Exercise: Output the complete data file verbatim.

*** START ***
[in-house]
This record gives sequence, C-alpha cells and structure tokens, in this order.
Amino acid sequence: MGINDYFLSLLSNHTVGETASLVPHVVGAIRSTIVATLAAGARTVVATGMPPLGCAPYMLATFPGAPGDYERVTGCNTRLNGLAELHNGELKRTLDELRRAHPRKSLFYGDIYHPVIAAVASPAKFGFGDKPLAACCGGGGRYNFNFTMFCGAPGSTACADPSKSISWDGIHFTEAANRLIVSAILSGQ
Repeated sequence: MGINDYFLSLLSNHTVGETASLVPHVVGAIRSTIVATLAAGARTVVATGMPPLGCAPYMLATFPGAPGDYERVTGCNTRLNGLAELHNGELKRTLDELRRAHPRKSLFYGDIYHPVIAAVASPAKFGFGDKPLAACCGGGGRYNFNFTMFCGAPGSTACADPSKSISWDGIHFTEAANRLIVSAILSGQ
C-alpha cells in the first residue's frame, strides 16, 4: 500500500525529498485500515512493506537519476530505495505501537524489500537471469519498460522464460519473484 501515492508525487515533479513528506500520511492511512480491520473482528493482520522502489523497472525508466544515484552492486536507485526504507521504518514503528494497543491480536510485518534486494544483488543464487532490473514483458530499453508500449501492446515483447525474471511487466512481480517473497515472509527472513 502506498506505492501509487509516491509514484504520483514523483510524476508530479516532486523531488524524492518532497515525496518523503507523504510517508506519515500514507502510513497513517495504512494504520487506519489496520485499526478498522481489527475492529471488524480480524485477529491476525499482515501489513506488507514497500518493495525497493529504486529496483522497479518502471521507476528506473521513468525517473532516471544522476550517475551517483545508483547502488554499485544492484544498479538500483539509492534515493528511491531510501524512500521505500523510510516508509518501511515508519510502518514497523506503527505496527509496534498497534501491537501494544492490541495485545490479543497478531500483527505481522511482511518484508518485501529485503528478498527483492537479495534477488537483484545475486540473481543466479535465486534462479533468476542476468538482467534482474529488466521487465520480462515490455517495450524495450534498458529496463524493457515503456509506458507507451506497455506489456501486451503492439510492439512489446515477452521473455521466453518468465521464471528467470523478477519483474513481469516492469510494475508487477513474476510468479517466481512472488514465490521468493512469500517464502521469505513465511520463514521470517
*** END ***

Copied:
[in-house]
This record gives sequence, C-alpha cells and structure tokens, in this order.
Amino acid sequence: MGINDYFLSLLSNHTVGETASLVPHVVGAIRSTIVATLAAGARTVVATGMPPLGCAPYMLATFPGAPGDYERVTGCNTRLNGLAELHNGELKRTLDELRRAHPRKSLFYGDIYHPVIAAVASPAKFGFGDKPLAACCGGGGRYNFNFTMFCGAPGSTACADPSKSISWDGIHFTEAANRLIVSAILSGQ
Repeated sequence: MGINDYFLSLLSNHTVGETASLVPHVVGAIRSTIVATLAAGARTVVATGMPPLGCAPYMLATFPGAPGDYERVTGCNTRLNGLAELHNGELKRTLDELRRAHPRKSLFYGDIYHPVIAAVASPAKFGFGDKPLAACCGGGGRYNFNFTMFCGAPGSTACADPSKSISWDGIHFTEAANRLIVSAILSGQ
C-alpha cells in the first residue's frame, strides 16, 4: 500500500525529498485500515512493506537519476530505495505501537524489500537471469519498460522464460519473484 501515492508525487515533479513528506500520511492511512480491520473482528493482520522502489523497472525508466544515484552492486536507485526504507521504518514503528494497543491480536510485518534486494544483488543464487532490473514483458530499453508500449501492446515483447525474471511487466512481480517473497515472509527472513 502506498506505492501509487509516491509514484504520483514523483510524476508530479516532486523531488524524492518532497515525496518523503507523504510517508506519515500514507502510513497513517495504512494504520487506519489496520485499526478498522481489527475492529471488524480480524485477529491476525499482515501489513506488507514497500518493495525497493529504486529496483522497479518502471521507476528506473521513468525517473532516471544522476550517475551517483545508483547502488554499485544492484544498479538500483539509492534515493528511491531510501524512500521505500523510510516508509518501511515508519510502518514497523506503527505496527509496534498497534501491537501494544492490541495485545490479543497478531500483527505481522511482511518484508518485501529485503528478498527483492537479495534477488537483484545475486540473481543466479535465486534462479533468476542476468538482467534482474529488466521487465520480462515490455517495450524495450534498458529496463524493457515503456509506458507507451506497455506489456501486451503492439510492439512489446515477452521473455521466453518468465521464471528467470523478477519483474513481469516492469510494475508487477513474476510468479517466481512472488514465490521468493512469500517464502521469505513465511520463514521470517